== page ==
During this COVID-19 crisis, grocery stores often evoke images of post-apocalyptic films: customers anxiously roaming the aisles, masked and gloved, quickly filling their carts. However, local farms have begun to offer adaptive services to the community during the crisis. Local farms like Bedner’s Family Farms and Mecca Farms are offering produce boxes for low-contact pickup.
“When COVID-19 forced people to social distance, we saw a need in our community to get fresh produce to our customers with minimal contact,” Bedner’s Farm owner Marie Bedner said.
The process for pickup in these farms has been intensely streamlined. Customers pull up in their own vehicles. They have their “orders” taken by masked and gloved members of the staff. The customer pays for their food, and the produce is then loaded into the backseat or trunk of the customer’s vehicle.
“I felt safer than I do at the grocery store,” Debate teacher Dr. Jacob Abraham said. “Keep a tube of hand sanitizer in your car if you’re that worried about the condition of any change or when your credit card is handed back to you. You can disinfect right away, that’s not as expedient as with grocery shopping at a big box store.”
The produce available at these farms is locally grown. The locally grown movement has been heralded by environmental advocates, as it cuts down on fossil fuel usage in transport and is more likely to be grown in a manner minimally utilizing pesticides. Locally grown produce often can be more costly; however, when additional steps in the chain of production means additional chances for coronavirus infection, many are willing to pay that slight upcharge.
“To go shopping for produce from the relative safety of my car and not the Mad Max: Fury Road aisles of Publix seemed [like] the most sensible choice,” Abraham said.
Different farms are offering various products. Mecca Farm offers a random vegetable or fruit box for $10, as well as individual watermelons and cobs of corn. Their season ends on May 1, so their boxes will only be available until then. Meanwhile, Bedner’s is offering a large box for $30, which contains a variety of fruits and vegetables. The content’s of the day’s box is posted on their Facebook page each morning. They have other items from their market available for curbside pickup as well.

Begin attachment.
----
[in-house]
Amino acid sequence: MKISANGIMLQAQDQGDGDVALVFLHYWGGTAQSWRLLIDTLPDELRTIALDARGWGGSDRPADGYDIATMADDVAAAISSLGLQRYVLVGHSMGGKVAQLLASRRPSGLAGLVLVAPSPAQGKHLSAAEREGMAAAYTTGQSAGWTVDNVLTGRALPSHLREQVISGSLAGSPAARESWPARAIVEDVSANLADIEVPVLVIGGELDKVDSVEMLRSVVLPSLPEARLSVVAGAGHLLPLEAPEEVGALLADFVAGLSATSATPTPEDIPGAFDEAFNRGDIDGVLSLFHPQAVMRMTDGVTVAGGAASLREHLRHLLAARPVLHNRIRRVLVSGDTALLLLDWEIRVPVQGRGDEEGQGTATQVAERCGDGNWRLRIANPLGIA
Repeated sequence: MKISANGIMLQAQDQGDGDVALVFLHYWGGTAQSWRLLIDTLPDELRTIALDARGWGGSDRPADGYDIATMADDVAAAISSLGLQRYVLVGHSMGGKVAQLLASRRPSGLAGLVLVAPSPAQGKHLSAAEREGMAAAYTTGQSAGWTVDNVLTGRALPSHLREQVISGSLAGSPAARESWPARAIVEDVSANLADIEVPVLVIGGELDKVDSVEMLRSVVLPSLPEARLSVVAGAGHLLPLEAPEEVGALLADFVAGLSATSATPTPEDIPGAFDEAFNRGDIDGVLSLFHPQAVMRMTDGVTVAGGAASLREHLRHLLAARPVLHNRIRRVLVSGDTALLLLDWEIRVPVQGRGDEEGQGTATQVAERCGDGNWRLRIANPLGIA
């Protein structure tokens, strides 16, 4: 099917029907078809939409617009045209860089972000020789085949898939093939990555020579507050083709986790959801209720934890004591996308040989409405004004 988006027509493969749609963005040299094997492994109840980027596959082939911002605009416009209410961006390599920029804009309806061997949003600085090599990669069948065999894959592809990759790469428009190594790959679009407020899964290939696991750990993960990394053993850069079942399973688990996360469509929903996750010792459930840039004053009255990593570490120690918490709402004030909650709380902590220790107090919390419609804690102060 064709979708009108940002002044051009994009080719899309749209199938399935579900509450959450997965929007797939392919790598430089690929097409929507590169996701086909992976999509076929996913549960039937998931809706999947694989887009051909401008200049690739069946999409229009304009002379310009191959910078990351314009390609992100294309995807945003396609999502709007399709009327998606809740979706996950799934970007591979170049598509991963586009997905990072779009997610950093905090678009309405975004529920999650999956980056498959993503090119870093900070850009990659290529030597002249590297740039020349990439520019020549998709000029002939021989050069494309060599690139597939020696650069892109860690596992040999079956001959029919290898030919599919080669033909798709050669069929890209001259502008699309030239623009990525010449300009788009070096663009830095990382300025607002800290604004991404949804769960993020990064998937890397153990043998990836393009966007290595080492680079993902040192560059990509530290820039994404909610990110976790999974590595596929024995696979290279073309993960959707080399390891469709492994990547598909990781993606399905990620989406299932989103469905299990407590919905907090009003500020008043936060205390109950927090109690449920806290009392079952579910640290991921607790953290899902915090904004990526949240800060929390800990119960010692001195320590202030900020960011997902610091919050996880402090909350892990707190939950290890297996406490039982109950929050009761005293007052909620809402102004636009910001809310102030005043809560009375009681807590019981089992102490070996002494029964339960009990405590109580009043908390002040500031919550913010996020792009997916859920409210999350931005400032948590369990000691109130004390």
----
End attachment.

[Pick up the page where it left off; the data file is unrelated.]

Trapped at home, many have begun cooking with greater frequency. These produce boxes have provided supplies for new kitchen experiments.
“It has been a joy to watch the comments and photos on social media of the dishes families are creating with the produce from the box,” Bedner said. “There may be a vegetable they normally wouldn’t purchase but [realize] that they like it.”
This new endeavor also seems to have brought out a community feeling in some.
“I’ll for sure go back,” Abraham said. “A box is more food than I can get through before a lot of it would go bad. I traded a bunch of items from my last box to Mrs. Cochenour for some yeast (I’m making bread next week), I traded some beets and potatoes with Mrs. Lippel for some fruit (that she got from a different farm), and I’ve traded or shared with Mrs. Van Tassel and Mrs. Falkowski.”
Bedner also noted the increased sense of community with her experiences selling produce boxes.
“The spirit of kindness in our community has really shown through during this difficult time,” Bedner said. “Most people are buying multiple boxes for elderly parents or neighbors or family members who are out of work. We have had people buy a box for the car behind them and employers purchasing 30 boxes for their employees. Good karma all around!”
Mecca Farms will be ending their drive through produce box pickup on May 1. Bedner’s Farms will continue curbside pickup indefinitely. These local farms offer an environment- and community-friendly alternative to braving the aisles of grocery stores during the COVID-19 crisis.